He married, in 1862, Louisa Harrington, second daughter of the Rev and Hon Hugh Francis Tollemache, Rector of Harrington, Northamptonshire, and had issue,
EDWARD RICHARD, his heir;
Basil Reginald Hamilton, Lieutenant RN;
Cecil Cornelia Marianne St Leger; Beatrix Virginia Louisa Tollemache (twins).
Colonel Taylor died at his sister's house, 15 Fitzwilliam Place, Dublin, and was buried in the family vault at Balbriggan, County Dublin.

He was succeeded by his eldest son,

EDWARD RICHARD TAYLOR JP DL (1863-1938), of Ardgillan Castle, Captain, Grenadier Guards, who espoused, in 1935, Ada, daughter of William Howe Bodley, though the marriage was without issue.


ARDGILLAN CASTLE, near Balbriggan, County Dublin, is set in the 200-acre Ardgillan demesne.

Featuring castellated embellishments, the building overlooks Barnageera Beach, the Irish Sea and Dublin (Balbriggan).

The castle consists of two storeys over a basement, which extends under the south lawns.

When occupied, the ground and first floors were the living accommodation; while the west and east wings were servants quarters and estate offices.

The basement was the service floor, the kitchen and stores.

The castle has now been restored and the ground floor rooms and kitchens are open to visitors for guided tours.

Tea-rooms are located off the main reception area and serving light snacks are open in conjunction with the Castle opening times.

Upstairs, the former bedrooms are used for classes and exhibitions including a permanent and unique exhibition of the "Down Survey" colour maps and text.

Ardgillan demesne is a popular local park, with a mix of woodlands and large grass open spaces.

The park contains a walled herb garden, rose garden, Victorian conservatory, tea rooms and an ice house.

A children's playground was added in 2006.

Ardgillan Castle provides guided tours and hosts exhibitions throughout the years.

A new Holistic Centre is set in the former Gardener's House in the corner of the Rose Garden.

The previous owner of the land was Robert Usher, a wine merchant from Tallaght.
When the Very Rev Robert Taylor bought the land it was quite a wooded area, so he employed some out of service soldiers from Bangor, County Down, and paid them one penny and a meal per day, as well as bed every night. They also received a tot of Bushmills whiskey, which was brought in for 2/2 a gallon.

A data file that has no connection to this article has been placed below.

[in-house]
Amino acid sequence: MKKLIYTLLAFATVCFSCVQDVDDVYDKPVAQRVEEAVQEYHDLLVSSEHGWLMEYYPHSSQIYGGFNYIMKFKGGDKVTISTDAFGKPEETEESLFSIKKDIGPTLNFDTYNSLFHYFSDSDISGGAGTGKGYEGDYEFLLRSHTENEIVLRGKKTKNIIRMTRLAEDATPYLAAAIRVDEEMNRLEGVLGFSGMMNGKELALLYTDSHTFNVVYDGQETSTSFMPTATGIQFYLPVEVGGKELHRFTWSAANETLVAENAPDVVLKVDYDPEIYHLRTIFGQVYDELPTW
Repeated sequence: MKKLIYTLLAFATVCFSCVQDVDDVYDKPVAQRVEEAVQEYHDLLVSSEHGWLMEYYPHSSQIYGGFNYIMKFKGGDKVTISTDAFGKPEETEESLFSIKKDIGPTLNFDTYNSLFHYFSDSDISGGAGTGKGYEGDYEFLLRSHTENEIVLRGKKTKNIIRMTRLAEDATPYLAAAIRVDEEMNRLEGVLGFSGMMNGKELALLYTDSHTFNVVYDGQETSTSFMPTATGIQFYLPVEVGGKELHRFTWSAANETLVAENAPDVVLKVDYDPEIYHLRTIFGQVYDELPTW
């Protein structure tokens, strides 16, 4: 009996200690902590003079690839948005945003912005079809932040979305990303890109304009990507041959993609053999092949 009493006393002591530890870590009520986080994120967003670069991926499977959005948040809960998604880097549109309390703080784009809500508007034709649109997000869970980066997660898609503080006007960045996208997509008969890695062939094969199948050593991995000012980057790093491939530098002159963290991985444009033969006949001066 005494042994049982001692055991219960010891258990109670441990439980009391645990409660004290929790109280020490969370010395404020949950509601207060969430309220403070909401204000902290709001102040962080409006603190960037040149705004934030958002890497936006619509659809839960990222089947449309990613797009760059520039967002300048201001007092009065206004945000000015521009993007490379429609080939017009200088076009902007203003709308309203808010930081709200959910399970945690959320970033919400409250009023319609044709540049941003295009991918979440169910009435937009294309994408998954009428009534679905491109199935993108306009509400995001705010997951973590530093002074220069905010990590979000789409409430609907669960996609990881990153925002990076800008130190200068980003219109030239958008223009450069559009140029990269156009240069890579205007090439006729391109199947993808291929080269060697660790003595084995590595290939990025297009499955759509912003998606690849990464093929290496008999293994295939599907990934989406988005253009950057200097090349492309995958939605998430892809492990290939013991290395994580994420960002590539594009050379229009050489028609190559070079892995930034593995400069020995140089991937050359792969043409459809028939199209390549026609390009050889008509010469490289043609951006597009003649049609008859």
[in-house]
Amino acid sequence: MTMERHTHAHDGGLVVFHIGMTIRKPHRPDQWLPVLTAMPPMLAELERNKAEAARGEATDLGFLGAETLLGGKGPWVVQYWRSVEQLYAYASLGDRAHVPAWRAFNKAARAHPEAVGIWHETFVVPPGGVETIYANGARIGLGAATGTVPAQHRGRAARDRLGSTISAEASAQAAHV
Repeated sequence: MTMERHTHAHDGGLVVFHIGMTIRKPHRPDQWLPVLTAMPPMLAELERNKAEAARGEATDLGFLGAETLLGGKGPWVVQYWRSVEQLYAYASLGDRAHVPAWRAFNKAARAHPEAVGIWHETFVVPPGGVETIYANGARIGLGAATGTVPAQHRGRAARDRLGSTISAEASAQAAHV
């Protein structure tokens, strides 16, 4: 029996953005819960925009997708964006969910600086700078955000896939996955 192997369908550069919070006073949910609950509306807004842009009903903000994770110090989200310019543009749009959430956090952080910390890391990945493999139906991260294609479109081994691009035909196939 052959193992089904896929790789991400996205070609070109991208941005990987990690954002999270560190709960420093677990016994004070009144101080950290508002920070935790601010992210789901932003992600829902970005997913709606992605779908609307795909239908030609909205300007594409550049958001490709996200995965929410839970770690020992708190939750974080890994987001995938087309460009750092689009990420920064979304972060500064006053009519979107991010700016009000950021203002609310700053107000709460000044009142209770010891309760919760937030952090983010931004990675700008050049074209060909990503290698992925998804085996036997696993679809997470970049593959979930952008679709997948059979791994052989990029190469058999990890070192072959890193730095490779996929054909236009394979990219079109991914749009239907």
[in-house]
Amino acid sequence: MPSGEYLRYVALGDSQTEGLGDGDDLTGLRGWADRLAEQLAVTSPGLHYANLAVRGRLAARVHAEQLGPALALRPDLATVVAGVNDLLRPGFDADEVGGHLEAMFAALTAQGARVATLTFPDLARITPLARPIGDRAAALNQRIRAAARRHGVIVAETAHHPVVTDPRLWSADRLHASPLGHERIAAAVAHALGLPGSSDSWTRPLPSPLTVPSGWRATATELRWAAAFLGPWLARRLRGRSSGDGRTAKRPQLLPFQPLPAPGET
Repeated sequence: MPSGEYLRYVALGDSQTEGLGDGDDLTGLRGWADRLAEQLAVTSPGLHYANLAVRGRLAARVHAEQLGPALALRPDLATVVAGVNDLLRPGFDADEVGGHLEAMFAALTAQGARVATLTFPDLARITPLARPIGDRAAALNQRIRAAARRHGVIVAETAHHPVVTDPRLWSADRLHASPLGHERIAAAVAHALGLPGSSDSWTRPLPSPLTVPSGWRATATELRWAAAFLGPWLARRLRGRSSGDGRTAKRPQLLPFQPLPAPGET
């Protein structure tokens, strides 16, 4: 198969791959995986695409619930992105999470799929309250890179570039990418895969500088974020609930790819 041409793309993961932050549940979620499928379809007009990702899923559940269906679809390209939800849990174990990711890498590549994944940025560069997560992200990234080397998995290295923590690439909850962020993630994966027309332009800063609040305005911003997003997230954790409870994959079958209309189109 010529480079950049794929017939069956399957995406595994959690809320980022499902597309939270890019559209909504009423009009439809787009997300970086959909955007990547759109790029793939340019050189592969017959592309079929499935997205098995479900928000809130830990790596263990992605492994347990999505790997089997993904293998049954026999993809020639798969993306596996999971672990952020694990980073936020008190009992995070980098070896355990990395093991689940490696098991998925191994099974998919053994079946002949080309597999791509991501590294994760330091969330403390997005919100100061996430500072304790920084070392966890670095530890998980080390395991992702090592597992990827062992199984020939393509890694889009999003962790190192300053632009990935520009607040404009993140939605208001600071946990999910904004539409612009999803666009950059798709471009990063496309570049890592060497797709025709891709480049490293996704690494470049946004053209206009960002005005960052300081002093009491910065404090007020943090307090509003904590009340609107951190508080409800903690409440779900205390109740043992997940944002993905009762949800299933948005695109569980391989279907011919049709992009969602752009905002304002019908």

The Castle was built by the Very Rev Robert Taylor in 1738.

The Very Rev Robert Taylor, Dean of Clonfert, was born in 1689 in Cheshire.

In 1714, having studied Holy Orders at Trinity College Dublin, he was appointed Archdeacon of Kilmacduagh in the Province of Tuam.

In 1722, he was appointed Precentor of Clonfert, where his brother-in-law Dr Fitzgerald was Dean.

By 1726 he was appointed Dean of Clonfert, only to resign within months.

Robert Taylor died unmarried in 1744 and Ardgillan, together with its estate, became the property of his eldest brother Sir Thomas Taylor, 2nd Baronet.

Ardgillan remained in the Taylor family until 1962, when the estate was sold to Heinrich Potts, of Westphalia, Germany.

In 1982, the estate was sold to Fingal County Council, which renovated the house.

It was officially opened to the public in 1992.

First published in April, 2013.

Saturday, 5 August 2017

The Prince Henry

A photograph of my late father, Major Thomas Ferres TD, being presented to Field Marshal His late Royal Highness The Prince Henry, Duke of Gloucester, Earl of Ulster, KG KT KP GCB GCMG GCVO (1900-74).

Prince Henry was appointed Field Marshal in 1955, so this picture would have been taken at some time in the 50s or early 60s, I think. My father was a captain at the time.

Prince Henry was the third son of King George V and Queen Mary, and thus uncle to Elizabeth II.

He was appointed potential regent for his niece, when his brother (George VI) came to the throne in 1936, and was required to stay in the United Kingdom until she came of age in case her father died and she ascended the throne under age.

HRH served as the 11th Governor-General of Australia, from 1945-47.

At his death, Prince Henry was the last surviving Knight of the Most Illustrious Order of St. Patrick.

Friday, 4 August 2017

The Visiting Card

A gentleman's or lady's visiting card used to be de rigueur in the past; whereas even today, in the Internet Age, they survive in the form of a business card.

Traditionally, visiting cards have been in differing sizes for men and women and I gather that the classic man's size was 3" x 1½".

They were very simply laid out, with merely the name in the centre, often the address at the bottom left, and one's club to the bottom right.

I happen to think that they still serve a useful purpose.


Cognisant of this I searched the Internet for printers who specialize in such cards; and I discovered Blush Publishing, based in Flintshire.

Nobody in Northern Ireland seems to specialize in the kind of products that Blush sells.

I contacted two in County Down and might I suggest that they have a look at the Blush web pages.

They use heavy cotton paper and the cards are printed using the letterpress method with vintage Heidelberg presses.

I can apprise you that I am delighted with my new visiting cards, which is why I'm expressing my appreciation in this article.